Cracked hull caused by haul out - SailNet Community

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Old 02-27-2010
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Cracked hull caused by haul out

Had my Gibsea 414 hauled for the second time since purchase yesterday and the lifting went fine but the aft port carriage support arm was not placed well and after the bow had been seated and they were lowering the aft section there was a heart-rending cracking sound. The yard quickly terminated and repositioned a little further aft but the damage had been done. On the exterior hull, the paint (and possibly epoxy) has cracked but on the interior in between the two bulkheads there is a definite 5" crack just aft of the bulkhead placed beneath the aft cabin door. The crack on the interior is not just a flat stress crack as it appears the exterior may be but there is a raised bit of glass on one side. I can't tell yet if the crack goes all the way through or if it is just the surface layer on the interior and exterior that have flexed and cracked.

The yard is a good place and has promised to make it right and to add a few layers of extra glass on each of the boat on the interior where this happened.

My questions are:

- How common is this? I had the naive idea that I could trust a reputable yard to haul my boat without issue. Once again, however, it seems that assumptions are dangerous.
- How serious is this and what should I be making sure happens when they are doing the repair?
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Old 02-27-2010
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Contact your insurance carrier immediately! You may have a very serious problem on your hands that adding some extra glass will not correct.

I would expect then to hire someone to do a hull inspection. If they don't show much interest, I'd hire my own surveyor.

Depending upon the seriousness of the damage, you may be looking at some legal litigation.
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Old 02-27-2010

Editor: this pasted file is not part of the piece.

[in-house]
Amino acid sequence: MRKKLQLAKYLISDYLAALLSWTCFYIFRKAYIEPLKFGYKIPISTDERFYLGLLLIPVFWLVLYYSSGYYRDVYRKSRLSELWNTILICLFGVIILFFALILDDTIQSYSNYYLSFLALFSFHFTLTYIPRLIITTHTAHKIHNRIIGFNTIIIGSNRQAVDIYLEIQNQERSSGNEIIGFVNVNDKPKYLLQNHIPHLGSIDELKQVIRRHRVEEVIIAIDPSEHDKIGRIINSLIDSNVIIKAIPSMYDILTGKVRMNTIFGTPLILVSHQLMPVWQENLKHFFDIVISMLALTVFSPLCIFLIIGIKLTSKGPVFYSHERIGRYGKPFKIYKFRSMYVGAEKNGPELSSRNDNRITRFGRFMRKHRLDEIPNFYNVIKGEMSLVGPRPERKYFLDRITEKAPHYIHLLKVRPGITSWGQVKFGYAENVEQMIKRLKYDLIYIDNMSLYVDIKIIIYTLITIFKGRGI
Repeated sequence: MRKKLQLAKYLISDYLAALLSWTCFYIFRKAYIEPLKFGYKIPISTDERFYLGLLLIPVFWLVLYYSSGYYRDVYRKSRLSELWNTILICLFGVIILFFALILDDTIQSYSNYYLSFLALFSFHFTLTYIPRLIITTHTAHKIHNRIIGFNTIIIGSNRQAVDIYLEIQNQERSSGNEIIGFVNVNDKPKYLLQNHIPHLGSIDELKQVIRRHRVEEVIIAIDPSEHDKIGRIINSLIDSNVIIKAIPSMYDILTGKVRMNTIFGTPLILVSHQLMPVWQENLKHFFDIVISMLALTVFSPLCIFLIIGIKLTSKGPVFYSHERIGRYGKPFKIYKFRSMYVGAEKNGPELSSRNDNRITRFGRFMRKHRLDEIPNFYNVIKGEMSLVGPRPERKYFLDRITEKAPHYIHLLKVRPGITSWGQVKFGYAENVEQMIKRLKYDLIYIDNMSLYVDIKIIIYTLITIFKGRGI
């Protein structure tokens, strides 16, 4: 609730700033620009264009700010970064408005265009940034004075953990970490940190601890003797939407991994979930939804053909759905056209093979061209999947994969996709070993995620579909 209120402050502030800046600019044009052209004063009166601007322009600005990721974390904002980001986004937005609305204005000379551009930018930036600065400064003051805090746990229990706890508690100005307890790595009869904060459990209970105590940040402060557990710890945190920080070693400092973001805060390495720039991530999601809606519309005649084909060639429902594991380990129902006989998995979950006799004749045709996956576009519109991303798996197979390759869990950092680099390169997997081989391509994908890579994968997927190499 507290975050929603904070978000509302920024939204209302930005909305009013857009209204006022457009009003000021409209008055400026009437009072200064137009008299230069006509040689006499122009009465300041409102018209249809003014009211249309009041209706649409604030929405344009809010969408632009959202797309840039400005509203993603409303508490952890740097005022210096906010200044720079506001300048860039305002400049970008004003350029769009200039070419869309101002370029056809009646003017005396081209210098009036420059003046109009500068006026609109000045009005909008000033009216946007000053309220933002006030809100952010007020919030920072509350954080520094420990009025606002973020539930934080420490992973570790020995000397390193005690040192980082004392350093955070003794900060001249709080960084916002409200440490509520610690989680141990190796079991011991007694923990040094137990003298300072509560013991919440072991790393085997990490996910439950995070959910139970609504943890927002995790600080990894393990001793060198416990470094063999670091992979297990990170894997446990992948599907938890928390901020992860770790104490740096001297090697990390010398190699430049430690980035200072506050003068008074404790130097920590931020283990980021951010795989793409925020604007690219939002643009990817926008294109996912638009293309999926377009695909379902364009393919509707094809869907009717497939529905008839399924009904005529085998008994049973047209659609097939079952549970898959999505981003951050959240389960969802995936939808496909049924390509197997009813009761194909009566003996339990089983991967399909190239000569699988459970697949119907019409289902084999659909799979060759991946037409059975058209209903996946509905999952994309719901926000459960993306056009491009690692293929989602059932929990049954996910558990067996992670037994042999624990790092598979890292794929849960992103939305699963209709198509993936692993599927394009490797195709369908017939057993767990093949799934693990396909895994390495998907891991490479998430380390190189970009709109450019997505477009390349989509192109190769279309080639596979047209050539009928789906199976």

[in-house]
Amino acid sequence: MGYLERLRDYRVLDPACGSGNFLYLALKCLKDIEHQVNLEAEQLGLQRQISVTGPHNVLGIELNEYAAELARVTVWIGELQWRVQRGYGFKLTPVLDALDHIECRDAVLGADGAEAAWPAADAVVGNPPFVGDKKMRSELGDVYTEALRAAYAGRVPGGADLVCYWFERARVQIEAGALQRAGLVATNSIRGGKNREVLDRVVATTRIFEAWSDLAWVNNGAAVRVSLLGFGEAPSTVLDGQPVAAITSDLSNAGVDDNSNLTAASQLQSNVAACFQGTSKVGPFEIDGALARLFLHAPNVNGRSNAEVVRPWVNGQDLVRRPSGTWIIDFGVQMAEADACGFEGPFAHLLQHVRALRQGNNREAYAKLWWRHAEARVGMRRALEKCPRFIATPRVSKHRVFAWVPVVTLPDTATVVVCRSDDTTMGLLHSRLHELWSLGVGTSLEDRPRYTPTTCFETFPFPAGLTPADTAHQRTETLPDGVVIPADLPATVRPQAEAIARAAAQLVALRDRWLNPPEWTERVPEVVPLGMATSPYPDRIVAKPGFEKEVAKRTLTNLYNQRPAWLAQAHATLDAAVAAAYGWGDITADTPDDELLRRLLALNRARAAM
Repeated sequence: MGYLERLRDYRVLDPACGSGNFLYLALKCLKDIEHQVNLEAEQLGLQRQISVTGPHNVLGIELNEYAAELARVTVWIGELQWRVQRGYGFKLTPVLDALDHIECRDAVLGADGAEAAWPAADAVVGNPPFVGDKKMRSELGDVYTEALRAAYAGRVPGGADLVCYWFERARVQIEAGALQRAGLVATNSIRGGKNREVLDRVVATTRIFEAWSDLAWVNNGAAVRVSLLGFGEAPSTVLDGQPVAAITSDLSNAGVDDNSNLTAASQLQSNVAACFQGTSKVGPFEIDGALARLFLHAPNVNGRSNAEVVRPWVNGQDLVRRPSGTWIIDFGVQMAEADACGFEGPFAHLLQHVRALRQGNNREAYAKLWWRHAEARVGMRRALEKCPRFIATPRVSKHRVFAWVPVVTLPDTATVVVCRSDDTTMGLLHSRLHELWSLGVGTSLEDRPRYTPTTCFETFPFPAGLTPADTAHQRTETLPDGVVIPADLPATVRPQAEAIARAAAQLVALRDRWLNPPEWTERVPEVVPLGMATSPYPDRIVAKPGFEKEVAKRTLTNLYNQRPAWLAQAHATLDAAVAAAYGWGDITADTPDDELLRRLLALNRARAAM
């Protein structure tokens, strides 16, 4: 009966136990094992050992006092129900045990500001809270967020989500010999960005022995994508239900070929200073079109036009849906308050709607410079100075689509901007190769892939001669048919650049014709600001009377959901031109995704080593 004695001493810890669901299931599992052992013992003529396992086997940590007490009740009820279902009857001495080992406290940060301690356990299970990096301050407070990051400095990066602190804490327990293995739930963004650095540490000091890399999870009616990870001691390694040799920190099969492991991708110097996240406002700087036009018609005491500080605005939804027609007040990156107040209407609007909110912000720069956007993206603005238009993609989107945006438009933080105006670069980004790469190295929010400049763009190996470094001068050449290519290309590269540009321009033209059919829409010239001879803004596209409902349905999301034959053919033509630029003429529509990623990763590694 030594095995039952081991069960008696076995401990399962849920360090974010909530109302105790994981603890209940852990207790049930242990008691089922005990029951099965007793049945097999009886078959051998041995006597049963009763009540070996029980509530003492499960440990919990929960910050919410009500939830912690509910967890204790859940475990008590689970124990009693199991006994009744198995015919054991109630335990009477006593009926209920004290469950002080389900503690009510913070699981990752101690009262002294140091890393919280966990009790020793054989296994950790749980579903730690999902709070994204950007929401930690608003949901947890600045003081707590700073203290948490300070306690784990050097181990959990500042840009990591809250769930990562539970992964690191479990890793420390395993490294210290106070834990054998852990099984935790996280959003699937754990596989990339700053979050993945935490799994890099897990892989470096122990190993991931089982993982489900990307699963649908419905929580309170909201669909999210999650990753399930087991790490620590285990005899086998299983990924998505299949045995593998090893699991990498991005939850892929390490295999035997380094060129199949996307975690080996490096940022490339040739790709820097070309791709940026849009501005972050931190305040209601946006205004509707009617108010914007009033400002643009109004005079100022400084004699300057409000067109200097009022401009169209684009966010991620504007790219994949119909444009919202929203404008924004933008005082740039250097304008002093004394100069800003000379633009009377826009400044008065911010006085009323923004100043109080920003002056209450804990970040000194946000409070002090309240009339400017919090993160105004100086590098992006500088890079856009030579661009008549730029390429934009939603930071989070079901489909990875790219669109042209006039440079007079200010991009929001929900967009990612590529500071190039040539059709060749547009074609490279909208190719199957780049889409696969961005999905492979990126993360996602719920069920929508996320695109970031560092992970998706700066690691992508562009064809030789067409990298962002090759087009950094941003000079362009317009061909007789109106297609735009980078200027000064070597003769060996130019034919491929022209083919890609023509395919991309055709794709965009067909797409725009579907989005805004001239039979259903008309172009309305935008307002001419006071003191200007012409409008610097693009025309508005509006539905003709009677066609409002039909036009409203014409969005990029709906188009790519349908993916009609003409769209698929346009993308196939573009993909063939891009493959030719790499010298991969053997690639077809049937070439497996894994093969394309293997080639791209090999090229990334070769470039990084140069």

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You have big problems here. I am composites engineer, and this sounds like through thickness laminate damage. Depending on the hull construction (solid laminate or sandwich), any effective repair may have to be completed from both sides. A couple of scabbed on plies of GRP (probably with no surface prep) will do nothing but result in your boat becoming an artificial reef. Full thickness repairs will be required, but frankly, you will never recover the strength fully. Add to this that you will now have a built in flaw and stress concentration, along a major portion of you hull, I know that I would have a hard time being comfortable in rough weather ever again.

As Alan recommended, contact your insurance agent, seek counsel and a surveyor. And take lots of photographs before anything is touched!

Good luck!
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Old 02-27-2010
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You don't describe that the vessel was dropped and the bow was already supported. Shouldn't the vessel be strong enough to stand on it's own when resting on any three points?
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Old 02-27-2010
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Unfortunately, the sling position varies from boat to boat, and you really need to supervise it personally. Placement of the boat stands and supports can be critical too, depending on the model boat.